August is typically hot and dry. However, this year we have experienced a timely rain shower or two. The next few weeks will provide the best opportunity to get in the garden and divide any overgrown clumps of iris.
Iris is one of the easiest to grow garden perennials. Tall bearded iris grace gardens across the southern high plains. Many plants have been passed along to family members, creating legacies. Iris bloom late April through May and are dormant during the summer months. Once fall arrives, irises experience rapid growth underground in the rhizomes, setting their flower buds for the following spring. This is what makes now the ideal time to divide iris.
As a general rule, divide iris every three to five years. Without timely division, the plants outgrow their allotted space and the bloom quality of the iris clump is greatly diminished. By dividing now, spring flowers are more dependable. There is no simple way to approach a clump of overgrown iris but to just jump in and tackle it.
Start by digging up the entire clump. Iris usually have a fairly shallow root system so deep digging will not be necessary. The recent rains may have made it easier to dig and prepare soil.
Once out of the ground, clean the soil from the roots and break apart the rhizomes. A gardener will end up with more divisions than anyone could possibly use, so discard small roots. Iris rhizomes grow outward. The old rhizomes furthest away from the fan of leaves are unproductive and can be discarded. All that is needed is the last knee or bump attached to the leaves. Many gardeners prefer to cut the leaves back to one half at this time to make the plant more manageable.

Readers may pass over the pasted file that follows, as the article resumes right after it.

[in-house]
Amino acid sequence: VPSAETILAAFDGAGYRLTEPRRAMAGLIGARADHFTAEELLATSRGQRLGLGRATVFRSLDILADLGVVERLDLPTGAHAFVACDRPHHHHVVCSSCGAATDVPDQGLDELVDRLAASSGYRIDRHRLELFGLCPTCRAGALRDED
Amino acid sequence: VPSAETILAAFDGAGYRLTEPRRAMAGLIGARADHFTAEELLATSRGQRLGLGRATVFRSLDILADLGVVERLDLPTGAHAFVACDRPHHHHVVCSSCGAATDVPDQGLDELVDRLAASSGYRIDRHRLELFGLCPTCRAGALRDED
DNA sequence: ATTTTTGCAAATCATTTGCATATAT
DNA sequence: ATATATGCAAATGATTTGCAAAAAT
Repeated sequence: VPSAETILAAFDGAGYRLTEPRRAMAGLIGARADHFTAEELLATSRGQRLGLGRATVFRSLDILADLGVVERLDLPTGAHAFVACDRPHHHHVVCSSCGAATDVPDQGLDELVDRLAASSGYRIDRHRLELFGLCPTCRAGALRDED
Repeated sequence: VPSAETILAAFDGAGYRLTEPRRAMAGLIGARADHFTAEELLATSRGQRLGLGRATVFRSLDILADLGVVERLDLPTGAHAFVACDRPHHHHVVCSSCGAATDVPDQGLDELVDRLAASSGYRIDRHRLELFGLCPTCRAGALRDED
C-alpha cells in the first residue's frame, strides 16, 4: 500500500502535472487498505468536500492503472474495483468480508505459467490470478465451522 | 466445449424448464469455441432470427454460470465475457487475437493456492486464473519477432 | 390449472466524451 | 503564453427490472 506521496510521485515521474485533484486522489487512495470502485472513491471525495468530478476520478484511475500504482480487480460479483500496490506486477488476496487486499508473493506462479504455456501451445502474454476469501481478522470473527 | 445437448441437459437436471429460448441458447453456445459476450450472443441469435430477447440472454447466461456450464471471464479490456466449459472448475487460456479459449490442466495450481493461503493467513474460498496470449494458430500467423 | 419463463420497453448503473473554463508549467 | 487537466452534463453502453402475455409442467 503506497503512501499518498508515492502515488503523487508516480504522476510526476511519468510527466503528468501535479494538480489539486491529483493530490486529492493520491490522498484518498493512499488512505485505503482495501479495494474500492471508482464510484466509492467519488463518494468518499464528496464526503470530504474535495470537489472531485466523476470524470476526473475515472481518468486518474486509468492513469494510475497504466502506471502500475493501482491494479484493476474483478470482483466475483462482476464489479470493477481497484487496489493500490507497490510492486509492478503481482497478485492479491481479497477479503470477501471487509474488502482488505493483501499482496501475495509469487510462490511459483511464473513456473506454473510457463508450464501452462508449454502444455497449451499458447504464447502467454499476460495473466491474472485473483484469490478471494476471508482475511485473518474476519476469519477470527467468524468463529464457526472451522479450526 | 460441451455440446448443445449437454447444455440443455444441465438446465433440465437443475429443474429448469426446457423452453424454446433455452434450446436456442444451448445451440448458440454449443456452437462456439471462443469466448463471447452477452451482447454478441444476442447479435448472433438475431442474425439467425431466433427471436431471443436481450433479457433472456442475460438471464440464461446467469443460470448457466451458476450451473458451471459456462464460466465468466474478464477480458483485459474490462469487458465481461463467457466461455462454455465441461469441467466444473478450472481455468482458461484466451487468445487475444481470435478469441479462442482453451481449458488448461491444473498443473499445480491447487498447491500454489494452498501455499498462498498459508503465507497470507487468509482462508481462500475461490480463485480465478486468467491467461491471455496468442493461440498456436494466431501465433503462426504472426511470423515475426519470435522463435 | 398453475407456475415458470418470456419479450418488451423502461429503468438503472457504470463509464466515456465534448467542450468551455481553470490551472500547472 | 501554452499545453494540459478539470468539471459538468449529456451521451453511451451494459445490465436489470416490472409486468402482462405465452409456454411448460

Now that the hard part is complete, replanting iris rhizome is simple. Prepare the soil by spading and incorporating an ample supply of compost or perhaps peat moss; actually, anything to increase the organic matter that will assist in the breakup of the hard clay soils encountered in our area.
Plant iris rhizomes in shallow soil. Cover only the bottom half of the rhizome leaving the top half exposed to the sun. Planting too deeply may decrease flowering the following spring.
A nice size division or start is a grouping of three prepared rhizomes. Point the leaves outward in a circle and cover lightly with soil.
Thoroughly water and the planting process is done. Water as needed heading into winter to ensure survival and increase the likelihood of strong flowering in the spring.
After dividing the iris, sit back and enjoy your reward of iris blooming the next May. After all, this is one of the easiest perennials to grow.
For those wanting to plant their first iris bed this fall, the North Central Iris Society will offer a variety of locally grown rhizomes for sale in September.